MSEL: Health insurance and your self-employment (part 1)

Oh, health insurance. If you’re American, you have to worry about health insurance. If you’re self-employed, it’s an even bigger worry since health insurance has been designed to be administered through large employers.

As part of my HR consultancy, I help small businesses identify and set up health insurance plans. It’s one of the largest (and most unstable) costs that employers face, so it’s no surprise that it will be one of your larger expenses when you’re self-employed. I often wonder how entrepreneurship in the US would change if we all had access to affordable, decent health insurance, and didn’t have to rely on a job to keep it.

Oh, and here’s an embarrassing revelation: I don’t have health insurance.

I ended up uninsured through a couple of missteps on my part, and also through the byzantine ridiculousness of the American health insurance industry. Yes, I’m being judgmental here. I’m a very healthy thirty-something who has a couple of minor, preexisting conditions that apparently make me a high-risk (and expensive) insuree. I’ve applied many times and keep getting rejected. It’s not fun, but it is a wee bit scary.

I realize now that there were a few things I could have done while I was insured to prevent my current situation. If you are considering leaving a full-time job to work for yourself, here are a few steps you can take now to keep your health insurance during the first year or so of your own self-employed life (note that these are suggestions only, and that you should weigh all your options and consult with experts before making a decision):

1. Find out how much your company-sponsored health insurance premium is. Your company’s HR or finance person will know this. Depending on the size of the company you work for, you may be eligible for COBRA after you leave. You’ll have to pay the full premium amount (at the group rate), plus a small management fee (usually 2-4%) to keep this coverage. If you’re eligible, and if your employer offers more than one plan, consider switching over to the plan with the lowest premium during your next open enrollment. You may have higher co-pays or deductibles, but your up-front out-of-pocket premium will be much smaller. Find out when your company’s next open enrollment is (again, talk to your HR or finance person). If you’re looking to switch insurance plans, you’ll need to stay with your employer until after open enrollment.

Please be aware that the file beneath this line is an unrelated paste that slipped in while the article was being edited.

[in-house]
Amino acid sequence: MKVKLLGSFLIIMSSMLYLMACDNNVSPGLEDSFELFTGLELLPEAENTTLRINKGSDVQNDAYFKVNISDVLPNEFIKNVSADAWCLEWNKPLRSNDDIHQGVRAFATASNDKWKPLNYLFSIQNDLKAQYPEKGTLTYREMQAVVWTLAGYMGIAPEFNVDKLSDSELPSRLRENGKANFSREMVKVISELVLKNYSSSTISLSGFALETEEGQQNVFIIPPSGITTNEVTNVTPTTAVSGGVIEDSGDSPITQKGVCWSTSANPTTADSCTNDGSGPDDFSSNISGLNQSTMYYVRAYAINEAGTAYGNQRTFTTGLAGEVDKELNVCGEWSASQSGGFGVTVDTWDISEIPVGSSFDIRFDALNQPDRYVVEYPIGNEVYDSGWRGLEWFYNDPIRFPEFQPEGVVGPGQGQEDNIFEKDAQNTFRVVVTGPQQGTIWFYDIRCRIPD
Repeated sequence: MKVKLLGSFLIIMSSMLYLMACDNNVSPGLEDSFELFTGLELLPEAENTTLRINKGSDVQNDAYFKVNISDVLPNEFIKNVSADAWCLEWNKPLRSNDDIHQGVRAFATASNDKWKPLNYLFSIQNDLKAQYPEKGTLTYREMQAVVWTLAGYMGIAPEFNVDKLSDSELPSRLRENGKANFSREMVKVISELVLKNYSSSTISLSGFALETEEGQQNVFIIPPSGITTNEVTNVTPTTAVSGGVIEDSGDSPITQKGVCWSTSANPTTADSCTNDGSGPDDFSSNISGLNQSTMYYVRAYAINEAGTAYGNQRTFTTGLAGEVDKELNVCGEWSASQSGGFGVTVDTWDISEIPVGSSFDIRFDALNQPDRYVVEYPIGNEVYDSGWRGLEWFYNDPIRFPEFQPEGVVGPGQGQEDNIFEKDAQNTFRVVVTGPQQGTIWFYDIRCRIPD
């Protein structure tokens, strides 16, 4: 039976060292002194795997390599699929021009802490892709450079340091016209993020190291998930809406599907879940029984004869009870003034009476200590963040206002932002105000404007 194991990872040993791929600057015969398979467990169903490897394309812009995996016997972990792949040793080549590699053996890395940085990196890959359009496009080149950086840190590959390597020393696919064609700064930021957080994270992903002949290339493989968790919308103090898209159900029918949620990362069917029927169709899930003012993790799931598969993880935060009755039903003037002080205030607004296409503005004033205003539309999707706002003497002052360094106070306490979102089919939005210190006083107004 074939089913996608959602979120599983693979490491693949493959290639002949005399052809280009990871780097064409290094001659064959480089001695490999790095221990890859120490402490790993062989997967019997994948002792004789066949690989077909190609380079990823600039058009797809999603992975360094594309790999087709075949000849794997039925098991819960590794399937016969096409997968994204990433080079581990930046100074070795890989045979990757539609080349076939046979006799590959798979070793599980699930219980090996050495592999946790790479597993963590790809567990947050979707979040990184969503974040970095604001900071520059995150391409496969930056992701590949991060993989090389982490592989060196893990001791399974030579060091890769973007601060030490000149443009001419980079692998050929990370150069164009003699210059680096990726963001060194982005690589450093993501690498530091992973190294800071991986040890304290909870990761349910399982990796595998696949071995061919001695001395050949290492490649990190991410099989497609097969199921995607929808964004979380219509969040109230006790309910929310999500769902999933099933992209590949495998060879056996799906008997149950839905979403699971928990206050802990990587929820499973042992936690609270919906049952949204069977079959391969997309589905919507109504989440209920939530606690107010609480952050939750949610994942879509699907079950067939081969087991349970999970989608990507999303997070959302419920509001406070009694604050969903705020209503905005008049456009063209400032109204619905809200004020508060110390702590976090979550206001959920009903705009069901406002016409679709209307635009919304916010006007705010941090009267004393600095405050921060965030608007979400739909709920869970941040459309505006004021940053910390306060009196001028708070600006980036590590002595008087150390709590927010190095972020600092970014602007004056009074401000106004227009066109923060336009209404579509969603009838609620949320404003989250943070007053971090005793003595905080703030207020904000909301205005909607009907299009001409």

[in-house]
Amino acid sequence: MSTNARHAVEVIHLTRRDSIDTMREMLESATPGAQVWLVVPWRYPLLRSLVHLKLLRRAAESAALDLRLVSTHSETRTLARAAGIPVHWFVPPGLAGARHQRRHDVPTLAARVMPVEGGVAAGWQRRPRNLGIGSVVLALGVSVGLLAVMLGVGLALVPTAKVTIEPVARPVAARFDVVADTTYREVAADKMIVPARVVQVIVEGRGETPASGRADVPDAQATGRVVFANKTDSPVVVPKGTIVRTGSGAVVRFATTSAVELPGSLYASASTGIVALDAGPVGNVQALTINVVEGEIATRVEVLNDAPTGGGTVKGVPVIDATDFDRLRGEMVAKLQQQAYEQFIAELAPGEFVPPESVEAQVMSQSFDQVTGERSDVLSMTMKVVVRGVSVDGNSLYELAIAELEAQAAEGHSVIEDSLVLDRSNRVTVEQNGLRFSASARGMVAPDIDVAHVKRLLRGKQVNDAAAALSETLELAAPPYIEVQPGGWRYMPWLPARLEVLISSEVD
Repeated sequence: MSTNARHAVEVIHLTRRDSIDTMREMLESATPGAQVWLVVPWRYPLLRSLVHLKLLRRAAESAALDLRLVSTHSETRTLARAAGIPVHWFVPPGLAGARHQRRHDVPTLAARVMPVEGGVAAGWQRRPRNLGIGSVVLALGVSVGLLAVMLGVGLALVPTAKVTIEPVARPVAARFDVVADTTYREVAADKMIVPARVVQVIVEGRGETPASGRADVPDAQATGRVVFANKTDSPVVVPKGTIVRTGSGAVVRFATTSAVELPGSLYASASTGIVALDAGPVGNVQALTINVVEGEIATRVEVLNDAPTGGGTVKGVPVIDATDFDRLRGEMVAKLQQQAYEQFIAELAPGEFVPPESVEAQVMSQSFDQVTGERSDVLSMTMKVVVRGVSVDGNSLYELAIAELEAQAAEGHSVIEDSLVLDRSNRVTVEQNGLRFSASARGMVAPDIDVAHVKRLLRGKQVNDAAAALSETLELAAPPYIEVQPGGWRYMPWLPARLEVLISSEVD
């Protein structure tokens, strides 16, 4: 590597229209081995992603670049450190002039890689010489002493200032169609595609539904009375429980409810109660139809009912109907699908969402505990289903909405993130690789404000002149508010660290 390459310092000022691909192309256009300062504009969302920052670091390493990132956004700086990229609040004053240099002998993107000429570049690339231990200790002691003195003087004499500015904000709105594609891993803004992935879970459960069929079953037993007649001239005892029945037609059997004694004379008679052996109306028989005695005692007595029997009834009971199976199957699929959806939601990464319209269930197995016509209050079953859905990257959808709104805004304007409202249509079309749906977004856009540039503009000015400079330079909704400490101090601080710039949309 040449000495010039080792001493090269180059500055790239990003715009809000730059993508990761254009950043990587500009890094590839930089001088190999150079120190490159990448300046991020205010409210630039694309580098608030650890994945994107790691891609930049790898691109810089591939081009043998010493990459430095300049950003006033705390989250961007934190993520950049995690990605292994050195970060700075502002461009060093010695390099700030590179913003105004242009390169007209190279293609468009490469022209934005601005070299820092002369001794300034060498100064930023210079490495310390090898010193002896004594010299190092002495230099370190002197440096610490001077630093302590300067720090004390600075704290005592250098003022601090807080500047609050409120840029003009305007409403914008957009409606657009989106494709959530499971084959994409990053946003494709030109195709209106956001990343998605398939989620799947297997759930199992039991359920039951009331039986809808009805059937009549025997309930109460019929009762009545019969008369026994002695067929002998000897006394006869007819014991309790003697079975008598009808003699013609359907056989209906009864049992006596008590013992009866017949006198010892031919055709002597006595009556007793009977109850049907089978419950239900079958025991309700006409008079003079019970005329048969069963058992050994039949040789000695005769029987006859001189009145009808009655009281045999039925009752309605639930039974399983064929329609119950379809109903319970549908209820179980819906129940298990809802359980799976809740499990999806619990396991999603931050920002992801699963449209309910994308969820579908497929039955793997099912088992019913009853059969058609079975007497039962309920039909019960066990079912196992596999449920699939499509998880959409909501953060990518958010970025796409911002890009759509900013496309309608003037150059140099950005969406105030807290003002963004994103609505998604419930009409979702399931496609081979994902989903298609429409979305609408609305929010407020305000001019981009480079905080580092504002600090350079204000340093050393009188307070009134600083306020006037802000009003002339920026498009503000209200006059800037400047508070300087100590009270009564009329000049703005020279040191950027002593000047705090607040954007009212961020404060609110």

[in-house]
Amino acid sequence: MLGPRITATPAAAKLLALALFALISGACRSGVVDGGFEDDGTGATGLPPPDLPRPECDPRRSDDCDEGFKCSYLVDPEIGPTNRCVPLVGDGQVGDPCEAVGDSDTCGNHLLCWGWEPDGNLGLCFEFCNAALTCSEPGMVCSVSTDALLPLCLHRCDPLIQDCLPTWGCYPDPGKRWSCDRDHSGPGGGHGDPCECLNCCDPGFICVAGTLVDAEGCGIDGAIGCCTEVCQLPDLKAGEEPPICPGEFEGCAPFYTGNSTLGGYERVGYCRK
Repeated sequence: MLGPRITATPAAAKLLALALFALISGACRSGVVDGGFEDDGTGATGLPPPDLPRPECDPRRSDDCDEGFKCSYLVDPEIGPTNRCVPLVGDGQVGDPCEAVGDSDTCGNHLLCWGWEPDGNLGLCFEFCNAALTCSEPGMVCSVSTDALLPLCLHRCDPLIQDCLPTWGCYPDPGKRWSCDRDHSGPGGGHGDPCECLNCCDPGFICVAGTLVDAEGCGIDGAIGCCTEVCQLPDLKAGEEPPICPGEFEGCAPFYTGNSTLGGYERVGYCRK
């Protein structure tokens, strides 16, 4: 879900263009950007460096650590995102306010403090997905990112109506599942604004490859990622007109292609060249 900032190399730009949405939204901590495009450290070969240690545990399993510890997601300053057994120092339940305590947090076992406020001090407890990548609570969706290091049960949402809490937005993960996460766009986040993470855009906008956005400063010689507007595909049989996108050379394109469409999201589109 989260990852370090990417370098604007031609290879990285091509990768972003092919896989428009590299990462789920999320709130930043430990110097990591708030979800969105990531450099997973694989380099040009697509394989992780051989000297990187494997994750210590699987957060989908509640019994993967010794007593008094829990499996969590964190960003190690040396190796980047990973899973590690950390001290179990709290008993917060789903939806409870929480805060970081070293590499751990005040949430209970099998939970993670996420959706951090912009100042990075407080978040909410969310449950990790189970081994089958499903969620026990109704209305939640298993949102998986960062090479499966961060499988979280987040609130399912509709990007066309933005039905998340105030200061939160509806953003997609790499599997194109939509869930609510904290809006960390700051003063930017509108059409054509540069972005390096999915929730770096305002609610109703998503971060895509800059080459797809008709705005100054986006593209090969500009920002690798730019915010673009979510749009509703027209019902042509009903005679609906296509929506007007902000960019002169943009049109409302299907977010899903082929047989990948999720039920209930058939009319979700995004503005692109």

2. If you have a spouse (or domestic partner in some states), you should be able to go onto his or her company-sponsored plan after you’ve left your job and lost your insurance. You will probably have to contribute a portion – or the whole amount – of this premium, so find out what that number is so you can budget accordingly.

3. If you feel that your group insurance premium is too high, or if you’re not eligible for COBRA, start looking into individual plans at least six weeks before you plan to leave. You can go through an online broker ( is an example), apply directly through the insurance provider (Blue Cross, Blue Shield, and Kaiser have their own sites), or work with a broker (for example, the broker your employer works with).  Know that if you have ANY pre-existing conditions, your premium will likely be higher than the advertised rate. If this is the case, staying on COBRA or enrolling in your spouse’s plan may be the most cost-effective option.

4. If you are eligible for COBRA and are awaiting a decision on an individual health insurance plan, you have up to 45 days to send in your COBRA paperwork and check.  I recommend filling out the forms, writing the check, putting everything in an envelope in a visible place, and telling a friend or family member where the envelope is. That way, if you have any medical emergencies within 45 days after you lose your employer-sponsored coverage, your friend/family member can mail it in and you’ll be covered.

I realize that this is a lot of information to digest. In my experience, health insurance is a primary concern for many Americans – so much so that people don’t leave jobs that they hate because they’re worried about losing coverage. You will need insurance. Taking care of this while you still have coverage through your job, and knowing how much to set aside prior to becoming self-employed are so important.

If you’re already self-employed and are struggling to figure out what to do about insurance, stay tuned. Next week, I’ll discuss options for the self-employed (and self-insured).

Do you have tips or questions? Post them in the comments!

p.s. My canine studio assistant doesn’t have health insurance, either, due to a few pre-existing conditions. 

7 thoughts on “MSEL: Health insurance and your self-employment (part 1)”

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